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Grey Matter

acr907620400824322587647LouCity fan Joey Cecil is in the fight of his life with much support along the way.

BY KEVIN KERNEN | PHOTOS BY JONATHAN LINTNER OF LOUISVILLE CITY FC 

For most 27-year-olds, life is relatively simple. It’s no different for Joey Cecil – a financial educator and Trinity-Bellarmine-Louisville grad – who also has a love for sports.

He also happens to have terminal brain cancer.

Back in late March, after experiencing recurring migraines followed by bouts of vomiting, Joey visited three different immediate care centers. They were ready to chalk his symptoms up to a simple sinus infection, but after a couple weeks of his symptoms not diminishing, he went to the emergency room. There, a CT scan was ordered and after medical professionals spotted a growth that was causing the pressure, Joey was immediately admitted, and neurosurgeon Dr. David Sun went to work removing the growth.

Dr. Sun was confident he removed the majority of the tumor in question, but it’s impossible to completely remove the affected area without risking loss of various functions of the brain, so there are inevitably a few cancerous cells remaining. So, a sample of the growth was sent for testing. Joey and his family faced a tense two-week period before the results came back: It was a Grade IV glioblastoma, the most advanced phase of the relatively uncommon disease.

The numbers associated with that prognosis do not make for light reading: While it generally affects older patients, most people survive somewhere between 14 months and 3 years, with just 10 percent of people affected living beyond five years, according to the American Brain Tumor Association.

But Joey isn’t interested in the numbers.

He lives by a motto of “defying the stats” and he does something every day that puts himself a step ahead of the disease, be it improving his diet or taking a walk. He’s also an avid bowler (he has more than a dozen perfect games and a state championship to his name) and Louisville City FC fan.

Joey has taken a hiatus from his work at the Community Services department of Louisville Metro Government – where he served as a financial educator for low- and middle-income families – while he gets adjusted to his medication. He has used the time to both reconnect with friends and spread awareness about glioblastoma, but he is eager to return to his work, something he aims to do by October.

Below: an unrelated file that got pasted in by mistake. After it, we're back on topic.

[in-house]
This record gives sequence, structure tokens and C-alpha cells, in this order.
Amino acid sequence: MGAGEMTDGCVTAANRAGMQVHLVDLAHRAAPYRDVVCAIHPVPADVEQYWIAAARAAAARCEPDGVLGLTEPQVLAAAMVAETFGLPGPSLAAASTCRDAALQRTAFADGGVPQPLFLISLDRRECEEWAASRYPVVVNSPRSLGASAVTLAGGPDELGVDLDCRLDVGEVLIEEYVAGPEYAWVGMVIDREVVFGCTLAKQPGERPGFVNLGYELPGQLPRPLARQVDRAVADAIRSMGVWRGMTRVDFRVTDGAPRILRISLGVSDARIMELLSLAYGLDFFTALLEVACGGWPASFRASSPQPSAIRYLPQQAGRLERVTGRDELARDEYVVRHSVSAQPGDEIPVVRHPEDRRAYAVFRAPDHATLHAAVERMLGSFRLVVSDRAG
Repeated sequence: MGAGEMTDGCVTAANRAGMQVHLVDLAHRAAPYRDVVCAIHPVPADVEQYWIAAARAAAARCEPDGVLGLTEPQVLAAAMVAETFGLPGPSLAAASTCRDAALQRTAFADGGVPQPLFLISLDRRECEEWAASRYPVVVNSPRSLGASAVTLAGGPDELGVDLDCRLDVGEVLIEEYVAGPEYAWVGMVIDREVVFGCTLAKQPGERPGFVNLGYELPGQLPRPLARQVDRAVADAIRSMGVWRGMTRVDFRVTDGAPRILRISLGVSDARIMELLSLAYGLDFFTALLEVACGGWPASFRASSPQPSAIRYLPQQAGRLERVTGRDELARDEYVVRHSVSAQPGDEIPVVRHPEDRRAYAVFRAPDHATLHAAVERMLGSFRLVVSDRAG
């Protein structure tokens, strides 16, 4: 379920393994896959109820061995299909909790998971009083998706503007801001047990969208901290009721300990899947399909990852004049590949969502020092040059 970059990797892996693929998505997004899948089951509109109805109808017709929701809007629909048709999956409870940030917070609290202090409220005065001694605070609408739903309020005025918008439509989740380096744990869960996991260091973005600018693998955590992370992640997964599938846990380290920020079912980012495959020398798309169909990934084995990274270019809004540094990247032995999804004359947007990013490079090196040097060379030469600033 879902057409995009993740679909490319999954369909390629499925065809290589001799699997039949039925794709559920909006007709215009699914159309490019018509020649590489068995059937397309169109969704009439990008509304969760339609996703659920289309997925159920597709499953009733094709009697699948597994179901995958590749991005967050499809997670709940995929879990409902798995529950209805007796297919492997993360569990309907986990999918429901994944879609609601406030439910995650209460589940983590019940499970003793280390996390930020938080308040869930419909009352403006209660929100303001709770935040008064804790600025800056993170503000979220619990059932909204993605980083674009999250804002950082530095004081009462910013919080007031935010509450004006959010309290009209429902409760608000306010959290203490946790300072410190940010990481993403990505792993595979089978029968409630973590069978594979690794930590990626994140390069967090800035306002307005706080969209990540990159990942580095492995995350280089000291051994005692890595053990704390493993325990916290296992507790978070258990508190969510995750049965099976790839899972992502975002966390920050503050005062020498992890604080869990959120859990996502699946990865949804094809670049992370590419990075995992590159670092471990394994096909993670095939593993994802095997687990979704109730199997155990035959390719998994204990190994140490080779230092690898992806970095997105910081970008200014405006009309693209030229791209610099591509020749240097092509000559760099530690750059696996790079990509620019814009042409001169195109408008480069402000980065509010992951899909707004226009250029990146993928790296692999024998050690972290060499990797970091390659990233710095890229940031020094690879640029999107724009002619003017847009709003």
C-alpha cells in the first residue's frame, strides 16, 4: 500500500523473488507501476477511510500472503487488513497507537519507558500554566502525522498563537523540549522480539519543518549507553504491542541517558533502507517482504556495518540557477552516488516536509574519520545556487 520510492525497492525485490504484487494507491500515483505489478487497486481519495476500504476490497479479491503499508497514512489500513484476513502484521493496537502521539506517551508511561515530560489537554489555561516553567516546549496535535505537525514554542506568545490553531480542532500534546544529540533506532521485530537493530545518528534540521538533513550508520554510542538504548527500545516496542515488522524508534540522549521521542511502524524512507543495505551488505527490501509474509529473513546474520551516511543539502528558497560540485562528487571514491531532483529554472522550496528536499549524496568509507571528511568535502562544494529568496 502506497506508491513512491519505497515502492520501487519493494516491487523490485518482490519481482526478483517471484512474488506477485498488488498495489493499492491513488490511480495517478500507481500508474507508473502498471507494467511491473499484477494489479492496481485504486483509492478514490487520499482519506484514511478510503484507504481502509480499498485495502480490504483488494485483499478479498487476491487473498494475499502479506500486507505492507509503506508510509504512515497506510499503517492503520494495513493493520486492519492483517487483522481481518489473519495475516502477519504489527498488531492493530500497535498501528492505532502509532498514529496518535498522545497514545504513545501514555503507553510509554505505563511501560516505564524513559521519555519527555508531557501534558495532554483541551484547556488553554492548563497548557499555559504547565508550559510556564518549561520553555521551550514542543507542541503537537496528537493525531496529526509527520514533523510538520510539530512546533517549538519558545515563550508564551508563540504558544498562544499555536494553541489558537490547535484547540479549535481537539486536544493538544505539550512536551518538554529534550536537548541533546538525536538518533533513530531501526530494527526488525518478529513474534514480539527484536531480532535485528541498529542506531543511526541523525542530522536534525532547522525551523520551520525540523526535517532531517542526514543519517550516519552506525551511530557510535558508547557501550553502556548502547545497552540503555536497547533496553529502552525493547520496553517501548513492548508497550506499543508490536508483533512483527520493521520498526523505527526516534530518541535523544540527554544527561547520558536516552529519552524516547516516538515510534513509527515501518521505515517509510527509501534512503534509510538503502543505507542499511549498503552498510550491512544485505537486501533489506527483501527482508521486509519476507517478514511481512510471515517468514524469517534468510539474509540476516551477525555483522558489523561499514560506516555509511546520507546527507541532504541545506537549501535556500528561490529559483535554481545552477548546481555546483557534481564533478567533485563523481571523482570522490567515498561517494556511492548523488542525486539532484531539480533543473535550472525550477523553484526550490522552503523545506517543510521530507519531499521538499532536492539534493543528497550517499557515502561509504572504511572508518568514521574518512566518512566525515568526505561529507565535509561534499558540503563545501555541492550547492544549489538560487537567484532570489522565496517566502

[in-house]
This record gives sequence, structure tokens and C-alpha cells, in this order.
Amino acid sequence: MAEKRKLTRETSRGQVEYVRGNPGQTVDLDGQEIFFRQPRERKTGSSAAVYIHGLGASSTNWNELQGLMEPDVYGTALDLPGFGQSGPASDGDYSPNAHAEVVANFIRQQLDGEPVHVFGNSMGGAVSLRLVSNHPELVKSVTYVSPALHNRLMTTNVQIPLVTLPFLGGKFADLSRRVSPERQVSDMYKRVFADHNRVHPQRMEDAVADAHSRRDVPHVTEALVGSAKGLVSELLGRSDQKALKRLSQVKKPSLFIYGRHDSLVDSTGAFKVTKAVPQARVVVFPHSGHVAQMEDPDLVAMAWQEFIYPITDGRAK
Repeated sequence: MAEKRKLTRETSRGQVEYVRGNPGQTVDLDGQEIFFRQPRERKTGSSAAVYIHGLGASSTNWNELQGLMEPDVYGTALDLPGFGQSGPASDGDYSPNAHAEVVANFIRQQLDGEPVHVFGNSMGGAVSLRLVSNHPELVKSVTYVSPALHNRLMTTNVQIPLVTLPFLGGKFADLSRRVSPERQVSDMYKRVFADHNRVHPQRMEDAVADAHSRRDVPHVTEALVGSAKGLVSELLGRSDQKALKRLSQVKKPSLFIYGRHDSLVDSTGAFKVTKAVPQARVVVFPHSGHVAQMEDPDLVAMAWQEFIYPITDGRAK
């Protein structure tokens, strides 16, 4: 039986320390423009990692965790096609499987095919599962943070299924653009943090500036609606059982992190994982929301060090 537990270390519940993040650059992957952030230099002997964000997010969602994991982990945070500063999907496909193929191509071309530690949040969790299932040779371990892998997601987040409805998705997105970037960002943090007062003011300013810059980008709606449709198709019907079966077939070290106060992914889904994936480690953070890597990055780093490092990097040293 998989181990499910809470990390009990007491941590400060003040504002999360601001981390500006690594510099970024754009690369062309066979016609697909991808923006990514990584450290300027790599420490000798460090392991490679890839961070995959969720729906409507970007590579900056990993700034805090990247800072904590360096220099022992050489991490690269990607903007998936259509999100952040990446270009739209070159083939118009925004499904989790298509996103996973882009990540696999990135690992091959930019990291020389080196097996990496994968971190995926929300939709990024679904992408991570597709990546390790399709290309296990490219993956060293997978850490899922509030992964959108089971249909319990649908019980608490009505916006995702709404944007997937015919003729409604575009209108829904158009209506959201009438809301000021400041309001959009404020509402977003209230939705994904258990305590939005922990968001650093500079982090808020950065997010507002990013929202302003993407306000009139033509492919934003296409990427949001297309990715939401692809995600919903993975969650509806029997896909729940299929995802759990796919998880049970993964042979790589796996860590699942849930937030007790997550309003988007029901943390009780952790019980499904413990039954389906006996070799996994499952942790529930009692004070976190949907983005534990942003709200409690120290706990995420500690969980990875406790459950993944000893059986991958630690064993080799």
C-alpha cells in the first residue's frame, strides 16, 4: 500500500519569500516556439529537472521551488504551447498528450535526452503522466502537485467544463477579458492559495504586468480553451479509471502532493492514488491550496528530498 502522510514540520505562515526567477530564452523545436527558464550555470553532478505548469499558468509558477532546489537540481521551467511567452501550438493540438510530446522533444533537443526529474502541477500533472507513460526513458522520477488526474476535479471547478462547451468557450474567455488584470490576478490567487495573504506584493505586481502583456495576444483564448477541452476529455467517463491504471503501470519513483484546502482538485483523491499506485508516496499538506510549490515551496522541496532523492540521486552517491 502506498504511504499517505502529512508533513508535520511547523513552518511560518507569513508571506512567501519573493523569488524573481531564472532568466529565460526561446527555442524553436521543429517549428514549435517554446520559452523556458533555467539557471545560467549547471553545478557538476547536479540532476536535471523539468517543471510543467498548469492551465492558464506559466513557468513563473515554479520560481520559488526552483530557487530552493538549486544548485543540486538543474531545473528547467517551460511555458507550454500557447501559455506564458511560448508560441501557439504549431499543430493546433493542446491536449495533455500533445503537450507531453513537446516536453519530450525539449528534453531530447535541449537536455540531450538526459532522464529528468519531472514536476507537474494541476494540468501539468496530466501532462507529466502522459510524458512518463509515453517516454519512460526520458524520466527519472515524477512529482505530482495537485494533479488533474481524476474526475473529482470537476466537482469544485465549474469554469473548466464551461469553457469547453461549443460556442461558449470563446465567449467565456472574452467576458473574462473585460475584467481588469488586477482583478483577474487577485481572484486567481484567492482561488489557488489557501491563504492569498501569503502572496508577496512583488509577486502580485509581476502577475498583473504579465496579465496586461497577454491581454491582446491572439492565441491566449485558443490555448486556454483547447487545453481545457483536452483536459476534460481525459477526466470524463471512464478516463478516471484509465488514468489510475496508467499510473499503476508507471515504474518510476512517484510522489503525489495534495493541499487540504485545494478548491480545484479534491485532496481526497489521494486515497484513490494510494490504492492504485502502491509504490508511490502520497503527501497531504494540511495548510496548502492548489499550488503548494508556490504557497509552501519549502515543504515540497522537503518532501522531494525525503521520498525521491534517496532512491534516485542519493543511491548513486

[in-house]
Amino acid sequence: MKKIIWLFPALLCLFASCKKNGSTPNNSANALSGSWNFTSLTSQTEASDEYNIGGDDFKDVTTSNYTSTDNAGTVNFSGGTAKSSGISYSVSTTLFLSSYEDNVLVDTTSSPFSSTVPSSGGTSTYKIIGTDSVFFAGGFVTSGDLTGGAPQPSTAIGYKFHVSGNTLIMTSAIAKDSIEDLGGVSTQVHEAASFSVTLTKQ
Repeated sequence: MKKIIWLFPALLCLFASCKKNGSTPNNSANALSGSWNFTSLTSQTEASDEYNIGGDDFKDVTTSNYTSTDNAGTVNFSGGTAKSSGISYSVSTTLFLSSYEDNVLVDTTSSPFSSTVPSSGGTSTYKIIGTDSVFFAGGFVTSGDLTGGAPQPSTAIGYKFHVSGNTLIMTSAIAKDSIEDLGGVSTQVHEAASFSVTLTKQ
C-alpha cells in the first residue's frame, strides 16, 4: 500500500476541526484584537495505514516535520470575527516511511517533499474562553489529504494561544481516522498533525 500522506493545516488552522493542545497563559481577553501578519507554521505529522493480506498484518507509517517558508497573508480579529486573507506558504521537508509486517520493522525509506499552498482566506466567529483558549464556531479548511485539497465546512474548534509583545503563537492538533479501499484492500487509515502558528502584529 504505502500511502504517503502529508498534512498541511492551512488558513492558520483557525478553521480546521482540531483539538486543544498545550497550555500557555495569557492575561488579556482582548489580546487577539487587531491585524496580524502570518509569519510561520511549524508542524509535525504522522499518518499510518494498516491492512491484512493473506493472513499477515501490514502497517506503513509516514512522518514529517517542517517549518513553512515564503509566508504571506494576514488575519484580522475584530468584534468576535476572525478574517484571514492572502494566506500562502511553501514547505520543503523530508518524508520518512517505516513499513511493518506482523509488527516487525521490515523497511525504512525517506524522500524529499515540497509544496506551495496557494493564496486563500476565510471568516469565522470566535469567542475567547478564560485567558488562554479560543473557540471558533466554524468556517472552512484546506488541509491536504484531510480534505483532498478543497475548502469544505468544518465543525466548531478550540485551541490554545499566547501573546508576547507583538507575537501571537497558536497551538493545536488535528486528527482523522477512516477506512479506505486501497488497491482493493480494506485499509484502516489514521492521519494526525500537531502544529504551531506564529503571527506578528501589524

When you see Joey, the only indication he has a terminal disease would be the Optune device he wears around his head most days, a component of his treatment that’s used in concert with chemotherapy.

Battling any disease can be expensive. So, Joey’s friends made t-shirts bearing the words “Love My Joey” to sell with proceeds going toward medical costs. Additionally, the Louisville Coopers – LouCity’s supporters – have jumped on board showing support by way of banners, promotion of the t-shirts and much more.

“I love to see the shirts out there, but what I’m (most concerned with) is people learning about this disease,” Joey said.

Since glioblastoma is terminal, his student loan company has forgiven his loans from his history and political science bachelor degrees from Bellarmine and public administration master’s from the University of Louisville. He also has an open invitation to attend Louisville City training sessions, which was extended to him by Coach James O’Connor.

Joey’s relationship with the team started back in 2015, when he worked as a game-day intern to help his Trinity classmate and then-communication director Steve Peake. During Joey’s recovery at Norton Hospital, the team sent Joey a get-well-soon video, and he has had a personal relationship with many of the players since. acr907620400824321321249

“(I have been happy) to see everyone in my life who wants to step up and help out,” Joey said.

Despite facing a daunting outcome, “(I am) happy that it’s happened,” he admitted. “I wouldn’t change anything.”

Instead of looking down the road, Joey takes things a day at a time. He’s talked to other people with the same diagnosis and found that “a lot of people with these diagnoses get bogged down, looking too far down the road instead of just doing what they can control.”

Like most anyone, Joey has a bucket list of sports – he’d like to visit London to see Chelsea play and take in the Masters, among other goals – but he’s not allowing himself to consider “I might not be here next year. … You cannot live in fear of (cancer), you live in spite of it.”

For more information on Joey’s battle, visit www.LoveMyJoey.com.

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